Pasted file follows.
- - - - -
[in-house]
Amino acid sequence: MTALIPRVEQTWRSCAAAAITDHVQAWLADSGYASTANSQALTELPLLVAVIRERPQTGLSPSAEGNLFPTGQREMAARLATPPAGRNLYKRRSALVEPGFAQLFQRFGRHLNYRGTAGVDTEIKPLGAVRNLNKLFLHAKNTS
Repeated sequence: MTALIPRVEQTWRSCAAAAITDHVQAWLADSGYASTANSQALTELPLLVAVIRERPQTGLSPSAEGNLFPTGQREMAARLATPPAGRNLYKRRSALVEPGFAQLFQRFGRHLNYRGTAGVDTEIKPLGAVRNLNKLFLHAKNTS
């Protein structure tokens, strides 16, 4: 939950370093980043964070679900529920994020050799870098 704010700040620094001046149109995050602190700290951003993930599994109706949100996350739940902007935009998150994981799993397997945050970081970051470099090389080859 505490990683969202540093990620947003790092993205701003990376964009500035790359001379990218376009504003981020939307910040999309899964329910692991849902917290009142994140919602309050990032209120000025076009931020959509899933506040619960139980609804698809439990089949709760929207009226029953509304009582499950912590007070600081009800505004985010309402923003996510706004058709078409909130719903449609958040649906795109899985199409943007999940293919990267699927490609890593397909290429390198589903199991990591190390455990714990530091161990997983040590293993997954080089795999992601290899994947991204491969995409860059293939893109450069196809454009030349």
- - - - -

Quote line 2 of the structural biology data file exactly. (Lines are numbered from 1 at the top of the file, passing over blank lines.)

Amino acid sequence: MTALIPRVEQTWRSCAAAAITDHVQAWLADSGYASTANSQALTELPLLVAVIRERPQTGLSPSAEGNLFPTGQREMAARLATPPAGRNLYKRRSALVEPGFAQLFQRFGRHLNYRGTAGVDTEIKPLGAVRNLNKLFLHAKNTS